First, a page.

One of your most important jobs as a solo professional or small business
owner is to generate interest in and demand for your products or services.
But if you're like many entrepreneurs, you discover finding time for
marketing to be elusive. Much of what you could be doing remains undoneand
without some form of marketing your business growth stalls.
To help get you untracked, here are my four marketing "musts" for small
business owners. Integrate these four fundamentals and you're sure to feel
more confident going forward . . . and more able to plan a bigger "bang"
for your time and efforts.
1. MAKE MARKETING YOUR MINDSET
Make marketing a subconscious element of all that you do. This doesn't
mean you should be in "hard sell" mode all the time, but it does mean you
need to develop a mindset where you view every interaction with
someoneplanned or otherwiseby phone, by email or in-person as a
2. MAKE YOUR MARKETING SUSTAINABLE
For marketing to work, you need to be able to sustain your efforts over
time. You might develop the most effective plan, but if you can't
implement that plan because it's too costly, too complicated, or you
simply don't have the time to commit to it, then your efforts will fail.
Plan your marketing in phases. Start with low-hanging fruit. Get a
couple of small victories under your belt. Note what worked, what didn't
work, what felt most "right" for you . . . and keep moving forward.
3. MAKE IT ROUTINE
Without structure or routine built around your marketing efforts,
you're likely to lose focus and get distractedsomething that's all too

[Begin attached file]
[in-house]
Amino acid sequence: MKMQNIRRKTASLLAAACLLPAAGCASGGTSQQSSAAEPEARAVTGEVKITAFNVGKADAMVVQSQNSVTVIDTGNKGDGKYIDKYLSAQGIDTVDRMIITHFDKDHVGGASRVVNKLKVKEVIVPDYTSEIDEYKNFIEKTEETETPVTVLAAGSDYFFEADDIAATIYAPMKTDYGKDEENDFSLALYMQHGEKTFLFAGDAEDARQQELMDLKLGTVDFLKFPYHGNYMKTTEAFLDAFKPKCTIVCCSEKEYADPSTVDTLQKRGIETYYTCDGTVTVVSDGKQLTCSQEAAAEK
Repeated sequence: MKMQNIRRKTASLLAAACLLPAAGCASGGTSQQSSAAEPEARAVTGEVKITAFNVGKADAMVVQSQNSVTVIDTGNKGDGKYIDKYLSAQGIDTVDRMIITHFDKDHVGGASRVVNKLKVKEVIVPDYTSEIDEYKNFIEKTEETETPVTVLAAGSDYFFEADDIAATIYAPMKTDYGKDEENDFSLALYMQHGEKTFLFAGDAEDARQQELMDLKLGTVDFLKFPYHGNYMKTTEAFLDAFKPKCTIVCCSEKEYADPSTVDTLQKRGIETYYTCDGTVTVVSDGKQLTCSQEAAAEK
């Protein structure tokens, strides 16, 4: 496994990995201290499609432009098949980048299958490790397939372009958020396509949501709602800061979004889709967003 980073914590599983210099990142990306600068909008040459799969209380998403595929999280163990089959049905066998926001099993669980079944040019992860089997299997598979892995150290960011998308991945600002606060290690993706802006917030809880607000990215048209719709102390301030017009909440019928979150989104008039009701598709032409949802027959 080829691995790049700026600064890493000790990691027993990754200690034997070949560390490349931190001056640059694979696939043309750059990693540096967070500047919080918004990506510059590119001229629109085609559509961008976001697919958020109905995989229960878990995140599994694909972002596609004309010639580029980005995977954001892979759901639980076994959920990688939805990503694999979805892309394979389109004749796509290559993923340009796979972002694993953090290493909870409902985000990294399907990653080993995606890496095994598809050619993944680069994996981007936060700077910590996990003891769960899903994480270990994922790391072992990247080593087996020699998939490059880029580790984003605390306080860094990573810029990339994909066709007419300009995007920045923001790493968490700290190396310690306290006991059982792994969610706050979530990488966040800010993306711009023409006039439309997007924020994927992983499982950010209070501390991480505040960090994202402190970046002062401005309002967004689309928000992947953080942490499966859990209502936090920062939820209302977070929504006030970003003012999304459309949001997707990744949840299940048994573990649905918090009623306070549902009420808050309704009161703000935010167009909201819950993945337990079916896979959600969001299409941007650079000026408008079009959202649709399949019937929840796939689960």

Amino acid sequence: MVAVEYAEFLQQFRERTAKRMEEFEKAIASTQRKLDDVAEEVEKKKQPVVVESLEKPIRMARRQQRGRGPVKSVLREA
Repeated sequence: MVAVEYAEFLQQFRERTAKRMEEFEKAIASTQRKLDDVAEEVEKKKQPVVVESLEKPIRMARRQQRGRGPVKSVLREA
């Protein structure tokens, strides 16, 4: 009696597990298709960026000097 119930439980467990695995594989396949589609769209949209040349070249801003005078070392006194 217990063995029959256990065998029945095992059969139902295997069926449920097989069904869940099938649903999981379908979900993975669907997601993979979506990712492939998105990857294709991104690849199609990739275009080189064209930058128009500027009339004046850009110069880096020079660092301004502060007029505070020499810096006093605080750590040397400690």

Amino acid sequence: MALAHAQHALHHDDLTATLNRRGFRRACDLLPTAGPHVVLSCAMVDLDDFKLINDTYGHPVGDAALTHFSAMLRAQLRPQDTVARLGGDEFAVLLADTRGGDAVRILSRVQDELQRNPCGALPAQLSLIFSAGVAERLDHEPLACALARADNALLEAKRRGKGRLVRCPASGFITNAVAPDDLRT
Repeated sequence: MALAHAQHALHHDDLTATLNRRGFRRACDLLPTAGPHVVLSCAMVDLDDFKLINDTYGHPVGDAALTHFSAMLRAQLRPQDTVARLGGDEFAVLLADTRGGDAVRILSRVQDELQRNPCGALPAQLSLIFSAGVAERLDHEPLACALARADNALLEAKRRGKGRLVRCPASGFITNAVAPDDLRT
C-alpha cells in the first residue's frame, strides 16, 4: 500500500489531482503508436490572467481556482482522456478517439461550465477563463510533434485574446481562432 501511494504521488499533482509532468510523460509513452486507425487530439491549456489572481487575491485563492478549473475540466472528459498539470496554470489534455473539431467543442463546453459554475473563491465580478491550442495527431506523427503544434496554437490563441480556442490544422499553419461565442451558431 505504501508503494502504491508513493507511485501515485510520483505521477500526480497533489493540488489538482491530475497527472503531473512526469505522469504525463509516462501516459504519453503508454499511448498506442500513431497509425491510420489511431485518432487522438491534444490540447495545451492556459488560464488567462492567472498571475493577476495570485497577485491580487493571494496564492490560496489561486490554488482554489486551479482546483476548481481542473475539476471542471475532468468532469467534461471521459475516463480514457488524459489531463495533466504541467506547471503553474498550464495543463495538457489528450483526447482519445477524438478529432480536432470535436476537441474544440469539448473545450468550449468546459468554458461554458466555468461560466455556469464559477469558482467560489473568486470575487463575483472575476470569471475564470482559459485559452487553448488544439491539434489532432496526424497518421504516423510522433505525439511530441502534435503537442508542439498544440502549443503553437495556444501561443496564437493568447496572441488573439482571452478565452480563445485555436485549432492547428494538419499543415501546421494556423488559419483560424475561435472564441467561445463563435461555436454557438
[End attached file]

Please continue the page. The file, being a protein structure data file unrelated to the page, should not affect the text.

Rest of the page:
easy for solo professionals and the self-employed to do.
One easy way to add structure is to create an overall marketing plan
that outlines for you exactly what you hope to accomplish and when. You
can then supplement this with shorter-term, action-oriented "to-do" lists
aimed at reaching your marketing goals.
A word of caution, however, don't make "structure" your end-product.
Consider structure only as a means to get the results you desire. This
does not have to be a painful exercisemy plan and various lists usually
fill only one or two pages. What's important is that there's always
do . . . and that something always gets done.
You'll also want to maintain an element of flexibility in all that you
put on paper or commit to your computer screen. Create your plans and
follow them knowing that from week-to-week and month-to-month your
objectives canand most likely willchange.
4. MAKE TIME
Allot time each week to pursue your marketing goals. Pull out your
calendar right now and schedule an appointment with yourself. It could be
an hour, two hours or threewhatever you need to keep moving forward. It
could be the same day each week, it could be different days. Whatever you
choose, honor this commitment of time. Make it sacred.
Only once you've adopted a marketing mindset and are willing to commit
the time and energy necessary to sustain your marketing effortsonly then
will your marketing become more automatic, more natural . . . and more